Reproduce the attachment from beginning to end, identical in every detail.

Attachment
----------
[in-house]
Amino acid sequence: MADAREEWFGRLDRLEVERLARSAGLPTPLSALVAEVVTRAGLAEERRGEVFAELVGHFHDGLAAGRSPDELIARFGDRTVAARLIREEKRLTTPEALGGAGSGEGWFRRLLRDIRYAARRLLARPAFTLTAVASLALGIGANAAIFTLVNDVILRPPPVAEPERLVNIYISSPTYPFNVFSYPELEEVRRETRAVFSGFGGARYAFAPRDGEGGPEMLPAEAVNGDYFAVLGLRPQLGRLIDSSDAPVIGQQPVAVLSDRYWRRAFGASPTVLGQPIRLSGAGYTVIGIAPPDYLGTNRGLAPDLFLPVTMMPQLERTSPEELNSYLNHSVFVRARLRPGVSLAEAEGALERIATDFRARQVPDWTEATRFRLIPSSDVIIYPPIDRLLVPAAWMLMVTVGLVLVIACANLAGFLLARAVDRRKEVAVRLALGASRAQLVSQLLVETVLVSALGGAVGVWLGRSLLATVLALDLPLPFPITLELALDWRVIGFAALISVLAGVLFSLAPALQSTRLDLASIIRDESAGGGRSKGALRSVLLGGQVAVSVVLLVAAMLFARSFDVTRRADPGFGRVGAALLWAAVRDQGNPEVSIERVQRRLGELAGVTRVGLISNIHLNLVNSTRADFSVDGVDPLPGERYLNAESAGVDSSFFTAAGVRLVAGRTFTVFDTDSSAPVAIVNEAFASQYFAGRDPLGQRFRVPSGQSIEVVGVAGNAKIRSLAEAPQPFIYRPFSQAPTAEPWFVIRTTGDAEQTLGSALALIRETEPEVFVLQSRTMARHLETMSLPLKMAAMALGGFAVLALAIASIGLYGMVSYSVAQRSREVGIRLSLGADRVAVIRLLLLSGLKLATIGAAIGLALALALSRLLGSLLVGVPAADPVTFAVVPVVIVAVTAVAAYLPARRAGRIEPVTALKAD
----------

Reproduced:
[in-house]
Amino acid sequence: MADAREEWFGRLDRLEVERLARSAGLPTPLSALVAEVVTRAGLAEERRGEVFAELVGHFHDGLAAGRSPDELIARFGDRTVAARLIREEKRLTTPEALGGAGSGEGWFRRLLRDIRYAARRLLARPAFTLTAVASLALGIGANAAIFTLVNDVILRPPPVAEPERLVNIYISSPTYPFNVFSYPELEEVRRETRAVFSGFGGARYAFAPRDGEGGPEMLPAEAVNGDYFAVLGLRPQLGRLIDSSDAPVIGQQPVAVLSDRYWRRAFGASPTVLGQPIRLSGAGYTVIGIAPPDYLGTNRGLAPDLFLPVTMMPQLERTSPEELNSYLNHSVFVRARLRPGVSLAEAEGALERIATDFRARQVPDWTEATRFRLIPSSDVIIYPPIDRLLVPAAWMLMVTVGLVLVIACANLAGFLLARAVDRRKEVAVRLALGASRAQLVSQLLVETVLVSALGGAVGVWLGRSLLATVLALDLPLPFPITLELALDWRVIGFAALISVLAGVLFSLAPALQSTRLDLASIIRDESAGGGRSKGALRSVLLGGQVAVSVVLLVAAMLFARSFDVTRRADPGFGRVGAALLWAAVRDQGNPEVSIERVQRRLGELAGVTRVGLISNIHLNLVNSTRADFSVDGVDPLPGERYLNAESAGVDSSFFTAAGVRLVAGRTFTVFDTDSSAPVAIVNEAFASQYFAGRDPLGQRFRVPSGQSIEVVGVAGNAKIRSLAEAPQPFIYRPFSQAPTAEPWFVIRTTGDAEQTLGSALALIRETEPEVFVLQSRTMARHLETMSLPLKMAAMALGGFAVLALAIASIGLYGMVSYSVAQRSREVGIRLSLGADRVAVIRLLLLSGLKLATIGAAIGLALALALSRLLGSLLVGVPAADPVTFAVVPVVIVAVTAVAAYLPARRAGRIEPVTALKAD